El Paso Economic Indicators
April 1, 2021
El Paso’s economy grew in February after stagnating a month earlier. Payrolls expanded, and the metro’s business-cycle index rose, though both remained below prepandemic levels. The unemployment rate continued to exceed the state’s and nation’s jobless rates. Activity in the housing market was solid, with both home sales and median prices continuing to climb.
The El Paso Business-Cycle Index, based on employment, unemployment, retail sales and wages, posted annualized growth of 5.2 percent in February (Chart 1). Since the start of the pandemic, the index has fallen an annualized 4.2 percent.
In February, El Paso employment grew an annualized 4.6 percent, adding 1,174 jobs (Chart 2). Most of the gains were attributed to the leisure and hospitality sector, which added 1,040 jobs. Sectors posting notable losses in February include government (-369 jobs), and construction and mining (-194).
Year over year in February, the El Paso labor market was down by more than 13,700 jobs. Only construction and mining saw job gains during this period, adding approximately 90 jobs. Most of the job losses since the onset of the pandemic were attributed to leisure and hospitality (-4,170 jobs), government (-2,958), education and health services (-1,761), trade, transportation and utilities (-1,261), and other services (-1,185).
In February, the unemployment rate rose to 7.8 percent—above Texas’ 6.9 percent and the nation’s 6.2 percent rates.
Initial Unemployment Claims
Initial unemployment claims reached historic highs in late March 2020 as stay-at-home orders were implemented in El Paso. As daily COVID-19 cases, deaths and hospitalizations surged again in late fall, the El Paso metro saw initial jobless claims rise once more. Although daily new cases and hospitalizations have slowed and pandemic-related restrictions have been lifted in recent weeks, initial claims are on the rise again. Initial claims for unemployment benefits in El Paso totaled 1,852 for the week ending March 20, up 976 claims from the week of Feb. 20 (Chart 3). Texas initial claims totaled 82,797 during the week of March 27—24,602 claims more than the week of Feb. 27.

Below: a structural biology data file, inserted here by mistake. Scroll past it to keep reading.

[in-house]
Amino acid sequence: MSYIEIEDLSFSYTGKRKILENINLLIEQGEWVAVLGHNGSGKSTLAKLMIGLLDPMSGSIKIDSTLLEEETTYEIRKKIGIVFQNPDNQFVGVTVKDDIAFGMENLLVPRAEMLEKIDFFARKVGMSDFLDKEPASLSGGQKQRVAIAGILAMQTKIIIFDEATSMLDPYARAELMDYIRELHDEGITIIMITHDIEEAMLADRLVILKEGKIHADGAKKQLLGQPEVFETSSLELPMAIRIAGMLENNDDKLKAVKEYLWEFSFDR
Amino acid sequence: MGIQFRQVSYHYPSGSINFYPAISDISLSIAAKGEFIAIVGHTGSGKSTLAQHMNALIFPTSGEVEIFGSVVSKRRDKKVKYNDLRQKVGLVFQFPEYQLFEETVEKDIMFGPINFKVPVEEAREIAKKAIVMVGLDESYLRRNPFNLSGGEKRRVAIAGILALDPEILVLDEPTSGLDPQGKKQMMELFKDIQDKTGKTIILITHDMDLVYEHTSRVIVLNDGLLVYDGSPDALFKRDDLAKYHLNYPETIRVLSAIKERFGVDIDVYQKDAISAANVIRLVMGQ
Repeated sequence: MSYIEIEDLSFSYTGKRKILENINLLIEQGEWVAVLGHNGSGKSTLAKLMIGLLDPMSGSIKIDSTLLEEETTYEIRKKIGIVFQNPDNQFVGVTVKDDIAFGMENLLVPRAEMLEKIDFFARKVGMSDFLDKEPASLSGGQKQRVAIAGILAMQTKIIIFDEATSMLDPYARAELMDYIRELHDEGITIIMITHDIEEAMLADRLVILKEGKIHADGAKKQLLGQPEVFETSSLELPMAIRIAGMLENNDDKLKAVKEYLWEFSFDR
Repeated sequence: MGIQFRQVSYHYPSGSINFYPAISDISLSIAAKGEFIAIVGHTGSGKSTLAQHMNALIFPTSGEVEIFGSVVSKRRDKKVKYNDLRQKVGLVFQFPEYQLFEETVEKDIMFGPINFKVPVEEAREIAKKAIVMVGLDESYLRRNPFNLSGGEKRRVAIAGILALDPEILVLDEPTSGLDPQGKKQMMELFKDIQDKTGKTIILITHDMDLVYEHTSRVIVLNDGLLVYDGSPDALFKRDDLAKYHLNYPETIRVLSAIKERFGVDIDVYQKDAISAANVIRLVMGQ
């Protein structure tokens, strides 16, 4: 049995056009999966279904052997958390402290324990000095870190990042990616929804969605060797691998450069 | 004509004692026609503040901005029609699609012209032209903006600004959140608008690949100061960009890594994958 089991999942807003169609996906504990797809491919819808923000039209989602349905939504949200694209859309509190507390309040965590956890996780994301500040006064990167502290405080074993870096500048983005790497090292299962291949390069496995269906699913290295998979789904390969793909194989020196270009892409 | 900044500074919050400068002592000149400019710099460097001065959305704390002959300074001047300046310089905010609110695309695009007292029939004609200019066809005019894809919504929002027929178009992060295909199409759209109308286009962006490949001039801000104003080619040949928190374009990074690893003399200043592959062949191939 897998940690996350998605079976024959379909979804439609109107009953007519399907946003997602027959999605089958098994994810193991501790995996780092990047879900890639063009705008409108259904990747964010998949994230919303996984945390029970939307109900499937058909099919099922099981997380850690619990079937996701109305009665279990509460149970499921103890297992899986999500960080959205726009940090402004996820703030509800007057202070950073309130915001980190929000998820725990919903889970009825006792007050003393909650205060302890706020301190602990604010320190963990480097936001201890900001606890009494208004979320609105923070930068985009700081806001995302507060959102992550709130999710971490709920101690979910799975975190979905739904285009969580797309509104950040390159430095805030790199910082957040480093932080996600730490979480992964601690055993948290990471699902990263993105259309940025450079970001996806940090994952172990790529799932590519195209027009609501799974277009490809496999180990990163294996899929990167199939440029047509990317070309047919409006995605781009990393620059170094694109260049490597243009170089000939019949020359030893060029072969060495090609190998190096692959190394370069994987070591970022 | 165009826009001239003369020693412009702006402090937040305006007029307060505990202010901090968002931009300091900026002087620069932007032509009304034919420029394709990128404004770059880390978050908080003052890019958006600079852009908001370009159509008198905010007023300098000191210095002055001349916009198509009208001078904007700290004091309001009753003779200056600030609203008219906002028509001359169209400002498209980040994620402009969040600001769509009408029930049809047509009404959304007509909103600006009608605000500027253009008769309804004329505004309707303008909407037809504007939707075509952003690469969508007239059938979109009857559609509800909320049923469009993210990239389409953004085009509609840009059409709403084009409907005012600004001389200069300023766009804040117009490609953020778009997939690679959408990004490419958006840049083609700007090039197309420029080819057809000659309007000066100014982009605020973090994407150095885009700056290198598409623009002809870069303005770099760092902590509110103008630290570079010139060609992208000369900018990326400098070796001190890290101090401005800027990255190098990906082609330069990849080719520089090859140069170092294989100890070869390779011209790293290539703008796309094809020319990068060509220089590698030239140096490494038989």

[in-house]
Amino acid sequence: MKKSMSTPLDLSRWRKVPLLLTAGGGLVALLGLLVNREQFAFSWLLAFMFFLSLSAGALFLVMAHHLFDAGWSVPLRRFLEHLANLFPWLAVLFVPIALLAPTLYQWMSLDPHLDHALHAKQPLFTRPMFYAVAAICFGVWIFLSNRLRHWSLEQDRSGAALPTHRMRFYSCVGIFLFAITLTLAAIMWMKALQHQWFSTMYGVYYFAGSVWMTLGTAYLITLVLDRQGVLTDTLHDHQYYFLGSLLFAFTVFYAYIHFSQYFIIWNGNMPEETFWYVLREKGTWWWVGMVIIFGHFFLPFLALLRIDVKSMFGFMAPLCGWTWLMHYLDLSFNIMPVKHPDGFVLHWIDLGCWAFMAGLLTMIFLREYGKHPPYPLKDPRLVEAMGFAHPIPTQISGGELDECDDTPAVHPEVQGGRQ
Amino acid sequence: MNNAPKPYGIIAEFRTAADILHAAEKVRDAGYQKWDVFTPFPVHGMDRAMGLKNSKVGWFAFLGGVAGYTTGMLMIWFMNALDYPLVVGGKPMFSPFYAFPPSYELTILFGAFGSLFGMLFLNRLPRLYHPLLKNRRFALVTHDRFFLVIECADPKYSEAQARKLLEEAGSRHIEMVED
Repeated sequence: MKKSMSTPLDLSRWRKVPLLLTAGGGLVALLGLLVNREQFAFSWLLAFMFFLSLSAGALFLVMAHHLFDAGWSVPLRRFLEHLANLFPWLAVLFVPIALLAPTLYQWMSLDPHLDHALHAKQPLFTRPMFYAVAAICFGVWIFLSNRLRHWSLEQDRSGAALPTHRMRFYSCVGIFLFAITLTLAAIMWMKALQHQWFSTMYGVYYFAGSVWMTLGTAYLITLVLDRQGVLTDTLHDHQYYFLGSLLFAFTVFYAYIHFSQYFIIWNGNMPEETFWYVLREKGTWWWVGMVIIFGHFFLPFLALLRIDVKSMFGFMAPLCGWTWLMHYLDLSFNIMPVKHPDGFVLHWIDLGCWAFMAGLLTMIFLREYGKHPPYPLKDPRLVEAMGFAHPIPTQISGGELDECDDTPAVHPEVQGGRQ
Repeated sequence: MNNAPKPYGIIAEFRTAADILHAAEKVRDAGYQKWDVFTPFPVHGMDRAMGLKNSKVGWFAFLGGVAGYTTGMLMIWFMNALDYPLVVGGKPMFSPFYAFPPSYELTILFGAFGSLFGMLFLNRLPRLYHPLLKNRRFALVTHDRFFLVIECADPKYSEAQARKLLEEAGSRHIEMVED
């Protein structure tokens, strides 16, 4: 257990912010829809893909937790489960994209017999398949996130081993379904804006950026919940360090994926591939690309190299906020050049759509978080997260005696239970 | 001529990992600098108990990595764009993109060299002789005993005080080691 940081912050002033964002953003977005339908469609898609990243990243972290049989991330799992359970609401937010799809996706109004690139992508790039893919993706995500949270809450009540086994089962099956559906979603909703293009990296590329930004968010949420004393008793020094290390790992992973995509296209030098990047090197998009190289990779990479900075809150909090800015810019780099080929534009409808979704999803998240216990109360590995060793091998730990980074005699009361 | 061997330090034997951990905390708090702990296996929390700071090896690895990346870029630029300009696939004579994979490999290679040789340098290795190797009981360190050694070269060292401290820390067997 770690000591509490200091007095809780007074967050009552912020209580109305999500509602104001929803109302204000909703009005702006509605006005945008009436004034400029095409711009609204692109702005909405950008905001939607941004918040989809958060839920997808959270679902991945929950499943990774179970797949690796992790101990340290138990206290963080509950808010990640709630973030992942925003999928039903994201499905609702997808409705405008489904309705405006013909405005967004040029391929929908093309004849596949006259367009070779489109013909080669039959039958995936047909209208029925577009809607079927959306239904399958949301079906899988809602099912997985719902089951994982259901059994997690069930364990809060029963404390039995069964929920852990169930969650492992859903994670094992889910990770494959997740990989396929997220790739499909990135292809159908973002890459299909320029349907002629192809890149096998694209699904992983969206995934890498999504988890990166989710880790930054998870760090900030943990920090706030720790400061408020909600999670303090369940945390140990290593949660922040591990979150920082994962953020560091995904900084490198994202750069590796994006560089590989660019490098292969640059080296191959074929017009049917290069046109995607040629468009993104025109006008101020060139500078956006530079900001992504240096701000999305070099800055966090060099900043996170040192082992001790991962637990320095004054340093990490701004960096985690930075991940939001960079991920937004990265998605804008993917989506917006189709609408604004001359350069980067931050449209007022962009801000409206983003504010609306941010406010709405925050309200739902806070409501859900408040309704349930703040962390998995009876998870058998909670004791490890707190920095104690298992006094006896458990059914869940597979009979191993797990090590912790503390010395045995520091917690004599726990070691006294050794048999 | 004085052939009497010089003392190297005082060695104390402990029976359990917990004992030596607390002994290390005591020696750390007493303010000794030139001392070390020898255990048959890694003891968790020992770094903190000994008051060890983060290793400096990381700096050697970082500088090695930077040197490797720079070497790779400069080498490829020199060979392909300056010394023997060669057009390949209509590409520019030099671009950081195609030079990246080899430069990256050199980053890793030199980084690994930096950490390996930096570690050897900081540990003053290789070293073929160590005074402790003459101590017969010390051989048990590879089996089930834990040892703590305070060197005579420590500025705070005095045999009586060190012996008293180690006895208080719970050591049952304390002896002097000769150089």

Average weekly wages in El Paso inched up from $778 in 2018 to $787 in 2019 and were $832 as of third quarter 2020 (the latest data available) (Chart 4). Although wages have been trending up in El Paso, they still lag Texas average weekly wages, which were $1,208 in third quarter 2020.
El Paso’s housing market remained hot in February. Home sales totaled an annualized 11,437, up 24.4 percent from a year ago (Chart 5). The median home price in El Paso reached a new high of $186,535 in February, up 9.4 percent since the beginning of the pandemic. Existing-home inventories totaled 1.3 months in February, well below the six months of supply associated with a balanced market.
NOTE: Data may not match previously published numbers due to revisions. The El Paso metropolitan statistical area includes El Paso and Hudspeth counties.
About El Paso Economic Indicators
Questions can be addressed to Keighton Hines at firstname.lastname@example.org. El Paso Economic Indicators is released on the fourth Wednesday of every month.